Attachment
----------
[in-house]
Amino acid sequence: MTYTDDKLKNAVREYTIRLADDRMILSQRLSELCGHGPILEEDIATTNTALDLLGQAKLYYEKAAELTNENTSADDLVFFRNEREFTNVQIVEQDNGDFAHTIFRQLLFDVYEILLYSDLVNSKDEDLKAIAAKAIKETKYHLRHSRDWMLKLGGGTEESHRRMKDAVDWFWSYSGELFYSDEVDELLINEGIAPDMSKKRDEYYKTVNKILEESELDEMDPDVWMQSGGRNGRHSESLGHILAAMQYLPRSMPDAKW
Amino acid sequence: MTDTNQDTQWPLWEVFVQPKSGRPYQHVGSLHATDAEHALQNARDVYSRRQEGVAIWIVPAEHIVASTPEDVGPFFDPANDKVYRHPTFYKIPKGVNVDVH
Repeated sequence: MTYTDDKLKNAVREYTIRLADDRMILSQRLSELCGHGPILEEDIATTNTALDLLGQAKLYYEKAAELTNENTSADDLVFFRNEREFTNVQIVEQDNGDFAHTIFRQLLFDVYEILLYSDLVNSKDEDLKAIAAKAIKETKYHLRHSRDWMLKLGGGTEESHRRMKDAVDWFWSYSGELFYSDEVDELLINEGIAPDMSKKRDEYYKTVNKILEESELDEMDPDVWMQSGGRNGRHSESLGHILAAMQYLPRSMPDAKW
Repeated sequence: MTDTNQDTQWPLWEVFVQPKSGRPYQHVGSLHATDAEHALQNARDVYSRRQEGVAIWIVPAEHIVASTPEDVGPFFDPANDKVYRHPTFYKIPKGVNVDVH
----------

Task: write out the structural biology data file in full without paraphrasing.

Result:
[in-house]
Amino acid sequence: MTYTDDKLKNAVREYTIRLADDRMILSQRLSELCGHGPILEEDIATTNTALDLLGQAKLYYEKAAELTNENTSADDLVFFRNEREFTNVQIVEQDNGDFAHTIFRQLLFDVYEILLYSDLVNSKDEDLKAIAAKAIKETKYHLRHSRDWMLKLGGGTEESHRRMKDAVDWFWSYSGELFYSDEVDELLINEGIAPDMSKKRDEYYKTVNKILEESELDEMDPDVWMQSGGRNGRHSESLGHILAAMQYLPRSMPDAKW
Amino acid sequence: MTDTNQDTQWPLWEVFVQPKSGRPYQHVGSLHATDAEHALQNARDVYSRRQEGVAIWIVPAEHIVASTPEDVGPFFDPANDKVYRHPTFYKIPKGVNVDVH
Repeated sequence: MTYTDDKLKNAVREYTIRLADDRMILSQRLSELCGHGPILEEDIATTNTALDLLGQAKLYYEKAAELTNENTSADDLVFFRNEREFTNVQIVEQDNGDFAHTIFRQLLFDVYEILLYSDLVNSKDEDLKAIAAKAIKETKYHLRHSRDWMLKLGGGTEESHRRMKDAVDWFWSYSGELFYSDEVDELLINEGIAPDMSKKRDEYYKTVNKILEESELDEMDPDVWMQSGGRNGRHSESLGHILAAMQYLPRSMPDAKW
Repeated sequence: MTDTNQDTQWPLWEVFVQPKSGRPYQHVGSLHATDAEHALQNARDVYSRRQEGVAIWIVPAEHIVASTPEDVGPFFDPANDKVYRHPTFYKIPKGVNVDVH